Calgary couple marry art with technology
19, Feb, 2020
EDMONTON, Feb. 19, 2020 – Art and technology, sometimes viewed as the two solitudes in the professional arena, have made a successful marriage thanks to the ingenuity of Kathryn and Ryan Blair. The Calgary couple have been collaborating for years on designing interactive wearable art.
Kathryn Blair, a PhD student in computational media design at the University of Calgary, has participated in seven local MakeFashion events since 2013, showing wearable smart art that utilises an exciting range of effects to explore humanity’s relationship with technology.
For example, one of her pieces, Common Experience, involves a model wearing a NeuroSky EEG headset to measure brain electrical activity. The data received by the EEG controls the colour of the lights and changes the tension in origami pieces on the collar piece.
Another, Positive Feedback, is connected to the internet and monitors a specified account’s Twitter activity. The hem of the garment’s skirt is raised and lowered, and the lights attached become brighter and more animated depending on the account’s level of activity and popularity.
A dress entitled Tune uses electromagnetic field sensors to detect ambient electromagnetic activity and represent it on a network of lights. The more electromagnetic activity the sensors detect, the more active the fire-inspired animation on the garment becomes.
For any artist, one of the hardest aspects is making imaginative ideas like these a reality. Blair was able to create many of the desired effects herself using the open-source, accessible Arduino platform. But when she wanted to make her garments move, she hit a snag.
“Electronics and fashion are not natural partners. Bodies move. And if there’s one thing electronics hate, it’s being moved in unexpected ways,” said Blair.
To realise the complex motion she wants in her pieces, she relies on the expertise of her husband. Ryan Blair is an ASET member and certified engineering technologist (CET) who, during his day job, is a mechanical engineering technologist, serving as a project manager and designer within a cross-functional, multidisciplinary team.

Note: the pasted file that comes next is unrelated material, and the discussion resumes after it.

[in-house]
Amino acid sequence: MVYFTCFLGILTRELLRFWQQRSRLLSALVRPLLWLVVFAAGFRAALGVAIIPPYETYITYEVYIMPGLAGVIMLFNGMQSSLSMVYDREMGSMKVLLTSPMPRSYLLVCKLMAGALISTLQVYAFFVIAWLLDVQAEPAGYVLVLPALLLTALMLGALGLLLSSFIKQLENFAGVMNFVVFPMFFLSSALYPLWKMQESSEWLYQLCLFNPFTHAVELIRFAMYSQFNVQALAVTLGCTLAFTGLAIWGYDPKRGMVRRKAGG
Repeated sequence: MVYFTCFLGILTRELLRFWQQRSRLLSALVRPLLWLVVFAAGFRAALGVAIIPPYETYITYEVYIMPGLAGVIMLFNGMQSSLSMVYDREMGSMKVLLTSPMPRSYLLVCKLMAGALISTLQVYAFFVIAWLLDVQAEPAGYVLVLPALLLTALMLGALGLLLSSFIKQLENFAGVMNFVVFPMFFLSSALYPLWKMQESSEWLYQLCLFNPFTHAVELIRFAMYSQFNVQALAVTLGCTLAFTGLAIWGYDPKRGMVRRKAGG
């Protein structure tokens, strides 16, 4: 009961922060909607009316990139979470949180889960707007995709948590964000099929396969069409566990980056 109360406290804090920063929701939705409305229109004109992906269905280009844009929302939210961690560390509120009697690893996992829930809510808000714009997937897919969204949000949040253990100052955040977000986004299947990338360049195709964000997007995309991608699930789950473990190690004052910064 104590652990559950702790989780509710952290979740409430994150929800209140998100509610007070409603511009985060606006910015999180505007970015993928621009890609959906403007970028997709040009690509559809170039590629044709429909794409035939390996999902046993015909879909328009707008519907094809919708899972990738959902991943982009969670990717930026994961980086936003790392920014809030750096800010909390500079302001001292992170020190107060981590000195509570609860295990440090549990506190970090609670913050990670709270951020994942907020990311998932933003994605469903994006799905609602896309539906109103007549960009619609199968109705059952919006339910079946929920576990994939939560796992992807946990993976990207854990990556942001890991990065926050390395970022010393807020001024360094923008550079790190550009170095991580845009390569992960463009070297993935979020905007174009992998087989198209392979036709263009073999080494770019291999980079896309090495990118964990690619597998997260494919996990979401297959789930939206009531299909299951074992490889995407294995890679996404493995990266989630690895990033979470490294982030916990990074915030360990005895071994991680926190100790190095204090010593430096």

This poses some interesting challenges for him. The first is that he is designing projects on a completely different scale from what he normally does in his job. Since the parts are mostly 3D printed, the design must be optimized for that instead of more traditional manufacturing processes. Consideration must also be given to the aesthetics.
The second challenge is discussing the project with someone who doesn’t have concrete technical requirements in the same way that his regular clients do. At first, he found it difficult to ensure that he had a clear understanding of what was needed. As a result, some of his initial designs resembled what he would create for a heavy industrial setting.
Ultimately, the process has helped him learn what clarifying questions to ask, and how to present options for review. A benefit is that it forces him to think about a problem in a different way. He routinely finds himself using functions in his computer-aided design (CAD) software that he otherwise wouldn’t explore, so it allows him to develop those skills.
He admits this is his first foray in the arts. Though he considers himself creative but not artistic, he sees no reason why a person with technology skills can’t participate in artistic pursuits.
“I think these arts-based projects allow people like me to take on different challenges we may not usually experience,” said Blair. “They can also give us the chance to explore theories and methods that are different from what we do for a living. And, of course, there’s the fact that work like this offers a means for self-expression.”
“While the perception may be that technology and art often exist in isolation from each other, we’ve seen over time that technology facilitates new tools for artists to use to express themselves. It’s a natural harmonization of interests. The wearable art created by Ryan and Kathryn Blair are a fascinating example of this,” said ASET CEO Barry Cavanaugh.
ASET is the professional self-regulatory organization for engineering technologists and technicians in Alberta. ASET currently represents over 18,000 members, including full-time technology students, recent graduates and fully certified members in 21 disciplines and some 124 occupations across a multitude of industries.
Michele Penz, Calico Communications for ASET